Manila, Philippines — Healthcare stakeholders and advocates have lamented that the funding for implementing Republic Act 10747 or the Rare Disease Act remained “inadequate.”
The remark was made during a forum on Wednesday titled “Sustaining Gains and Balancing Priorities: Implementation of the Rare Disease Act,” organized by the Stratbase Group, Universal Healthcare Watch, and the Philippine Society of Orphan Disorders.
In his remarks, Stratbase President Professor Victor Andres “Dindo” Manhit acknowledged the huge discrepancy in the availability of treatments and resources due to the low occurrence and highly scattered distribution of patients with rare diseases.
“It has been seven years after the passage of a law advancing the interests of persons afflicted with rare diseases, and yet patients and other stakeholder groups are still clamoring for government support in terms of adequate funding and proper implementation of the Integrated Rare Diseases Management Program Strategic Plan,” Professor Manhit said.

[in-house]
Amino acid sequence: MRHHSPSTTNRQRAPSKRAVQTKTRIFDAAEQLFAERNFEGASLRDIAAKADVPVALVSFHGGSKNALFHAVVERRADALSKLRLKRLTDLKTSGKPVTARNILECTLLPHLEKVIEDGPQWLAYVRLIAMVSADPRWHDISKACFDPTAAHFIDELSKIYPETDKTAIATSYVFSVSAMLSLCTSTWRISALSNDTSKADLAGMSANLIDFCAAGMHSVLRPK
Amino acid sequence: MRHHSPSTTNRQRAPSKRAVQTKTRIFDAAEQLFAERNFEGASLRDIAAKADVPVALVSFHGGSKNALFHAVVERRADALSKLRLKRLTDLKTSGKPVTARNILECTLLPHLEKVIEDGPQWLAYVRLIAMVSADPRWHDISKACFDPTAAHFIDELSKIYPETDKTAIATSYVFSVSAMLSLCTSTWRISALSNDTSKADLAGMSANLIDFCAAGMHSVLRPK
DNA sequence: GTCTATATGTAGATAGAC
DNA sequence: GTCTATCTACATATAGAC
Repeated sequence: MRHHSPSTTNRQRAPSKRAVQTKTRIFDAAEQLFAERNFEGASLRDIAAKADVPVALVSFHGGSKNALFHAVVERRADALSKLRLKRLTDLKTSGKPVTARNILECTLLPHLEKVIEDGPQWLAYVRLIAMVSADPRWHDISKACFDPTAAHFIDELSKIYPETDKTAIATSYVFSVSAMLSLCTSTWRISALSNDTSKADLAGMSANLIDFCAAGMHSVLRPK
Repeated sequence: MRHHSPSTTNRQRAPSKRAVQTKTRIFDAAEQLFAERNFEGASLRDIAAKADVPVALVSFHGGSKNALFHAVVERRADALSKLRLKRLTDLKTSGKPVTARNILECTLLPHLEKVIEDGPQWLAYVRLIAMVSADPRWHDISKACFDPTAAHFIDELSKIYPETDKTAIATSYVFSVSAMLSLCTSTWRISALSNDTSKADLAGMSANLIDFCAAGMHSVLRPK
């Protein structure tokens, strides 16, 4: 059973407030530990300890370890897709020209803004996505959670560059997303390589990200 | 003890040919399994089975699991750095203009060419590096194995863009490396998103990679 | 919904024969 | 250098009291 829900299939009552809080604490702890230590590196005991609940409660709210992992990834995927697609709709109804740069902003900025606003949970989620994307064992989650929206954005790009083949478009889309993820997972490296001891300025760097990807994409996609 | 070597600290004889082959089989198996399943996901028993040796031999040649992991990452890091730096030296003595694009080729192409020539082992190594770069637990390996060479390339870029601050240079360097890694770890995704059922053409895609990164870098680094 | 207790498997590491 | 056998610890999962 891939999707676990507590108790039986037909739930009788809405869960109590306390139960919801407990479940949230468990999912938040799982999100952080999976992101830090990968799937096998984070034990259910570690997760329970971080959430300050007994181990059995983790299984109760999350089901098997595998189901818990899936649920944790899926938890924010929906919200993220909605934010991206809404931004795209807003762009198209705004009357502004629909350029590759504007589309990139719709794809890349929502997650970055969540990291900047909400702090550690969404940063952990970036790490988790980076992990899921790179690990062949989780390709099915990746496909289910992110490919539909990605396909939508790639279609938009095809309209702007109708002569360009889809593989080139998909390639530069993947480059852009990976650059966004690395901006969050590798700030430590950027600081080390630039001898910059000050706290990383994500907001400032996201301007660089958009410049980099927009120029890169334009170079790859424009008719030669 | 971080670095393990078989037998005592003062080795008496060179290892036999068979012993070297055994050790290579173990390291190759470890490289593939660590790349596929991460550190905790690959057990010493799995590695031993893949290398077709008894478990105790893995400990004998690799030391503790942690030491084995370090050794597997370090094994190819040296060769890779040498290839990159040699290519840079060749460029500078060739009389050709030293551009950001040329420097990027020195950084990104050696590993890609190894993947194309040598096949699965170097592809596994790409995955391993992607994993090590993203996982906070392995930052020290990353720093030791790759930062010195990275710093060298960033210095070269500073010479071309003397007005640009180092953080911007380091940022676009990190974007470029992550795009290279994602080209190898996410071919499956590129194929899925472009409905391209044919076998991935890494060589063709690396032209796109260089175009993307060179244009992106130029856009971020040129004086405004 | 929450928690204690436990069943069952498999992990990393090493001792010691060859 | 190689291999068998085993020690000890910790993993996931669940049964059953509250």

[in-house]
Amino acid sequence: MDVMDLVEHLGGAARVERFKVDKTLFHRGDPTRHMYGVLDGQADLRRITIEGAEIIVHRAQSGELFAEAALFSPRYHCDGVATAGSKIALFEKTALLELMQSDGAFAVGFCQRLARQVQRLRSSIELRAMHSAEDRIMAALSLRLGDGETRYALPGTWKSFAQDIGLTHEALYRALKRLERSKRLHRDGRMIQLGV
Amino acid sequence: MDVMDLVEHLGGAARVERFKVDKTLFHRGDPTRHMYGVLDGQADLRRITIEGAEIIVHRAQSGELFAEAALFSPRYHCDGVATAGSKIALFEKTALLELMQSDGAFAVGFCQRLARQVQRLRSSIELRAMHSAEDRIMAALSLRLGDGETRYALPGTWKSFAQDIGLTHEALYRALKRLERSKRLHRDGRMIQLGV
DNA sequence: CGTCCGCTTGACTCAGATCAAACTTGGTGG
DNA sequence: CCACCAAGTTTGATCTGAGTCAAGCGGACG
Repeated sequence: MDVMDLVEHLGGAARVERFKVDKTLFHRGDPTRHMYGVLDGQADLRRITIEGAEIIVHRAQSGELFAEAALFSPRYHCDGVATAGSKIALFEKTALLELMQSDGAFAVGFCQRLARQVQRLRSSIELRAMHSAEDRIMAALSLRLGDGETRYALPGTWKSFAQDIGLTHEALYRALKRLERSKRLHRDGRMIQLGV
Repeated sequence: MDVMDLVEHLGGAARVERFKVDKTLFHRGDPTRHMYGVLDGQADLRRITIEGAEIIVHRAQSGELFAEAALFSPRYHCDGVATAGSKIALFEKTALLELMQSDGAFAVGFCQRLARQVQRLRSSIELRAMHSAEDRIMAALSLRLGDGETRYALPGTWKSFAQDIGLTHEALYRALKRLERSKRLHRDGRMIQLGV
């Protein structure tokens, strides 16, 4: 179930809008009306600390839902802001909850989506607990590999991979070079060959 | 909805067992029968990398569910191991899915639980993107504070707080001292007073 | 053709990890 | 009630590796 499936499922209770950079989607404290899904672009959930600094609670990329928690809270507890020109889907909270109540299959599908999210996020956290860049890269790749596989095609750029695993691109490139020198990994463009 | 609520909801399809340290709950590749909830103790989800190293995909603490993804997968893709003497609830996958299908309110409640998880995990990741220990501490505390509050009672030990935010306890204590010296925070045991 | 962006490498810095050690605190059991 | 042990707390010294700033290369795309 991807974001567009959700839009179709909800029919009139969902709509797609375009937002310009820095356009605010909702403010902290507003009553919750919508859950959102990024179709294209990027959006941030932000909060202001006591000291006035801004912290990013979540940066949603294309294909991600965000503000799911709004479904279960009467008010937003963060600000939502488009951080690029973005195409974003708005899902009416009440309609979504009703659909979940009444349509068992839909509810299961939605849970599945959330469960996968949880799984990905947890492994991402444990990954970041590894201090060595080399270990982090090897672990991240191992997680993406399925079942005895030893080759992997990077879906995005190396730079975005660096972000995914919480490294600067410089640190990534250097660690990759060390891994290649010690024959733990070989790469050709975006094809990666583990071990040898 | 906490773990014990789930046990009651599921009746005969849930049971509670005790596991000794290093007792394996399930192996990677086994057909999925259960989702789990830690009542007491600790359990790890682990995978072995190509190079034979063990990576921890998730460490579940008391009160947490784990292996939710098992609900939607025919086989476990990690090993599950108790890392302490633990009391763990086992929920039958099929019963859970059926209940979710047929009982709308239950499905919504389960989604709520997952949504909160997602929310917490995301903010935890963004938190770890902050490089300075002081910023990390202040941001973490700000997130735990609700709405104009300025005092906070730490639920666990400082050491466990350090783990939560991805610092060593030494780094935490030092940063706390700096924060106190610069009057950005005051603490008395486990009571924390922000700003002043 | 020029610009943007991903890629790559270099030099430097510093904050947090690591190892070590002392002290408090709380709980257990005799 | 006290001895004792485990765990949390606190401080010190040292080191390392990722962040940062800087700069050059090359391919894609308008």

The Rare Disease Act was passed in 2016 to help Filipino rare disease patients to receive the comprehensive medical care they need to survive.
According to a statement of advocates, the funding for this project has only been available in 2022 with a P104.9 million budget. Meanwhile, this year’s budget was reduced significantly to P28.8 million.
Alvin Manalansan, a Universal Health Care Watch coordinator, said they are hoping for sufficient funding for the Rare Diseases Law that will sustain in the succeeding years.
“We look forward to a more inclusive and efficient budget planning for 2024 and beyond to ensure the sustainable implementation of the rare disease program,” he noted.
Meanwhile, the Director for Healthcare Policy of the Pharmaceutical and Healthcare Association of the Philippines, Lourdes Desiree Cembrano, highlighted that although rare diseases are certainly “individually rare”, they are still “collectively common.”